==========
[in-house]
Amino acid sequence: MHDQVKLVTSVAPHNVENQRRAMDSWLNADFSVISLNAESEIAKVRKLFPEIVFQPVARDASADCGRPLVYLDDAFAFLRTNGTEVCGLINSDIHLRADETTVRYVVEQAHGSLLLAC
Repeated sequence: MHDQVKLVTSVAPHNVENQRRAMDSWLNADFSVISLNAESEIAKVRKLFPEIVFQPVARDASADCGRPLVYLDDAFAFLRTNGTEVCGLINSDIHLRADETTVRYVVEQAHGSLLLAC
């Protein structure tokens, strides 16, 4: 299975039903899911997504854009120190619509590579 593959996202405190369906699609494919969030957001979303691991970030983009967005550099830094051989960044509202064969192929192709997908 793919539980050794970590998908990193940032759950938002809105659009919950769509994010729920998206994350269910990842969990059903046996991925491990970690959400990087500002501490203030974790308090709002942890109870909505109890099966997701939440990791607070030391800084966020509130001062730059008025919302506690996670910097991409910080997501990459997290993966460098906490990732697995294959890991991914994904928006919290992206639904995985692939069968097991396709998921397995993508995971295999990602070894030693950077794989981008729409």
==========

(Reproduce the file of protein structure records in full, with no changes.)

[in-house]
Amino acid sequence: MHDQVKLVTSVAPHNVENQRRAMDSWLNADFSVISLNAESEIAKVRKLFPEIVFQPVARDASADCGRPLVYLDDAFAFLRTNGTEVCGLINSDIHLRADETTVRYVVEQAHGSLLLAC
Repeated sequence: MHDQVKLVTSVAPHNVENQRRAMDSWLNADFSVISLNAESEIAKVRKLFPEIVFQPVARDASADCGRPLVYLDDAFAFLRTNGTEVCGLINSDIHLRADETTVRYVVEQAHGSLLLAC
């Protein structure tokens, strides 16, 4: 299975039903899911997504854009120190619509590579 593959996202405190369906699609494919969030957001979303691991970030983009967005550099830094051989960044509202064969192929192709997908 793919539980050794970590998908990193940032759950938002809105659009919950769509994010729920998206994350269910990842969990059903046996991925491990970690959400990087500002501490203030974790308090709002942890109870909505109890099966997701939440990791607070030391800084966020509130001062730059008025919302506690996670910097991409910080997501990459997290993966460098906490990732697995294959890991991914994904928006919290992206639904995985692939069968097991396709998921397995993508995971295999990602070894030693950077794989981008729409």